# Find a basis for the null space of the transpose operator

## Homework Statement

Let ##n## be a positive integer and let ##V = P_n## be the space of polynomials over ##R##. Let D be the differentiation operator on ##V## . Find a basis for the null space of the transpose operator ##D^t: V^*\to V^*##.

## Homework Equations

Let ##T:V\to W## be a linear transformation. Then ##(im T)^0=kerT^t##
Let let ##\{f_0,f_1,...f_n\}## be a dual basis for ##\{v_0,...,v_n\}## then ##f_i(v_j)=\delta_{ij}##

## The Attempt at a Solution

Let ##\{1,x,...x^n\}## be a basis for ##V## and let ##\{f_0,f_1,...f_n\}## be the dual basis. The image of ##D## is the set of polynomials with degree less than n. We know from ##f_i(v_j)=\delta_{ij}## that ##f_n## will annihilate any polynomial without an ##x^n## term. But that is the entire image of ##D## so ##\{f_n\}## is the basis we seek, where I used ##(im T)^0=kerT^t##.

I think this is correct, I'm just looking for tips to make it cleaner.

Last edited:

maajdl
Gold Member
What does that mean:

Find a basis for the null space of the transpose operator Dt:V∗→V∗.

What is the relation between D and DT?
What is the definition of V* ?

What does that mean:

Find a basis for the null space of the transpose operator Dt:V∗→V∗.

What is the relation between D and DT?
What is the definition of V* ?
Sorry for my lack of understanding, are you asking or prompting me to think harder because I missed something?

maajdl
Gold Member
No, I just ask because I think I might answer if I understood the question a bit more.
By the way, informal discussion is often helpful.
That's my own experience.

maajdl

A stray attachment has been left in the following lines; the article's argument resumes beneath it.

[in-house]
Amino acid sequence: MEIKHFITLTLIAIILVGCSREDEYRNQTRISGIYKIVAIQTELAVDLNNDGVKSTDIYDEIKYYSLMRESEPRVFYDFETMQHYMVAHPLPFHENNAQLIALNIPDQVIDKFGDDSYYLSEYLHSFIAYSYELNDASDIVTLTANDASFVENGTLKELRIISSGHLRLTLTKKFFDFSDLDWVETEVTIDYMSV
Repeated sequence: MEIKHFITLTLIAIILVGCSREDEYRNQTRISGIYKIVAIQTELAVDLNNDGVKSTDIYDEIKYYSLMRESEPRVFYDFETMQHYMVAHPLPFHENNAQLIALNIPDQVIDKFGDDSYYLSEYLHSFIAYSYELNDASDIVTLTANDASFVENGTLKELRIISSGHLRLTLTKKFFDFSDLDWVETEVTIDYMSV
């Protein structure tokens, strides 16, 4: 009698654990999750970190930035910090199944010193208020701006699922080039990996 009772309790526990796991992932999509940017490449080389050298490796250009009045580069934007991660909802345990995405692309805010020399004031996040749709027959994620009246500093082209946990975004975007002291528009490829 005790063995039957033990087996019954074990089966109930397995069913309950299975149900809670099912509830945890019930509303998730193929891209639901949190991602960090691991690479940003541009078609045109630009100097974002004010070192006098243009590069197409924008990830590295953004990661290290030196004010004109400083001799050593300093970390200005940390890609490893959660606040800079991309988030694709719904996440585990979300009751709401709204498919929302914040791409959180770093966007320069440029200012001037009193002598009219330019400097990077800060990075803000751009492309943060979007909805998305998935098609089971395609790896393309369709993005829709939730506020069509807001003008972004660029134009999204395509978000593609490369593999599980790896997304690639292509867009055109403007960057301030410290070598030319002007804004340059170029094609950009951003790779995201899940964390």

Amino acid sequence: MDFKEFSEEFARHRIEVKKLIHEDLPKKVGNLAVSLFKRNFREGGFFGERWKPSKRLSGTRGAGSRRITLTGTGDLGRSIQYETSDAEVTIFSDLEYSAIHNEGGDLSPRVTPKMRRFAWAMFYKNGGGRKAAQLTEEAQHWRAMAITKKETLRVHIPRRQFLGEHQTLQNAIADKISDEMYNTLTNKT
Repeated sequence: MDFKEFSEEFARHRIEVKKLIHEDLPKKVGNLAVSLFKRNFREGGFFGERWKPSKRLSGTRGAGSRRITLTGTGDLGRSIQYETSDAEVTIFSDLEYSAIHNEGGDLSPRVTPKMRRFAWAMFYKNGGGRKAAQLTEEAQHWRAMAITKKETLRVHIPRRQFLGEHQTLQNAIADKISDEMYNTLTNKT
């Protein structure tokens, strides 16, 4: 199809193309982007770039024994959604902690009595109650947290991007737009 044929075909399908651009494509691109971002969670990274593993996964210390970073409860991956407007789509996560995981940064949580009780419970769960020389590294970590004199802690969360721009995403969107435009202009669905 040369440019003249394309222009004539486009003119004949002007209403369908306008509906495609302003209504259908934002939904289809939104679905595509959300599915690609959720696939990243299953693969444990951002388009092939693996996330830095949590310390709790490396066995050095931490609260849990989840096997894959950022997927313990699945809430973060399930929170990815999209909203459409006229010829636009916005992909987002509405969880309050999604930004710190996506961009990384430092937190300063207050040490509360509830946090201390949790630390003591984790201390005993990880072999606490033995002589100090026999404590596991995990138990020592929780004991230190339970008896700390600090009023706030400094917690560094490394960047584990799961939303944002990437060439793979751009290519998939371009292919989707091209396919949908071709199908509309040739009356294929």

Gold Member
I just understood that your question involved the dual space and Dt is probably the equivalent of D in this space.
On wikipedia, the dual space is defined on the basis of "coordinates" , which is not very encouraging for me.
How is the norm defined, how can I construct the dual space?

I just understood that your question involved the dual space and Dt is probably the equivalent of D in this space.
On wikipedia, the dual space is defined on the basis of "coordinates" , which is not very encouraging for me.
How is the norm defined, how can I construct the dual space?

Hmm, very good questions. I'll take a crack at answering tomorrow night. I just finished my homework and need some sleep. Unless of course someone smarter than me (of which there are many to choose from) gets to it first.

pasmith
Homework Helper

## Homework Statement

Let ##n## be a positive integer and let ##V = P_n## be the space of polynomials over ##R##. Let D be the differentiation operator on ##V## . Find a basis for the null space of the transpose operator ##D^t: V^*\to V^*##.

What does that mean:

Find a basis for the null space of the transpose operator Dt:V∗→V∗.

What is the relation between D and DT?
What is the definition of V* ?

If $V$ is a vector space over $\mathbb{R}$, then the dual space $V^{*}$ is the set of linear functions from $V$ to $\mathbb{R}$. It is not necessary for $V$ to be an inner product space or normed space for the dual space to be defined.

A linear map $f: V \to W$ has a corresponding dual map $f^{t} : W^{*} \to V^{*}$ given by
$$f^t : \phi \mapsto (\phi \circ f)$$

Here we are asked for a basis of $\ker D^t = \{\phi \in P_n^{*}: D^t(\phi) = 0\}$, where $D: v \mapsto v'$ is the differentation operator on $V$.

## Homework Equations

Let ##T:V\to W## be a linear transformation. Then ##(im T)^0=kerT^t##
Let let ##\{f_0,f_1,...f_n\}## be a dual basis for ##\{v_0,...,v_n\}## then ##f_i(v_j)=\delta_{ij}##

## The Attempt at a Solution

Let ##\{1,x,...x^n\}## be a basis for ##V## and let ##\{f_0,f_1,...f_n\}## be the dual basis. The image of ##D## is the set of polynomials with degree less than n. We know from ##f_i(v_j)=\delta_{ij}##

You need to define $v_j = x^j$.

that ##f_n## will annihilate any polynomial without an ##x^n## term. But that is the entire image of ##D## so ##\{f_n\}## is the basis we seek, where I used ##(im T)^0=kerT^t##.

I think this is correct, I'm just looking for tips to make it cleaner.

I think you have actually to say what $f_n$ is, other than "the dual vector such that $f_n(x^k) = \delta_{kn}$".

The short proof is to write down
$$D^t(\phi)\left(\sum_{k=0}^n a_kx^k\right) = \sum_{k=1}^n ka_k\phi(x^{k-1})$$
and see that $D^t(\phi) = 0$ requires $\phi(1) = \phi(x) = \dots = \phi(x^{n-1})= 0$, so that $\phi(v) = cv^{(n)}(0)$ for some scalar $c$.

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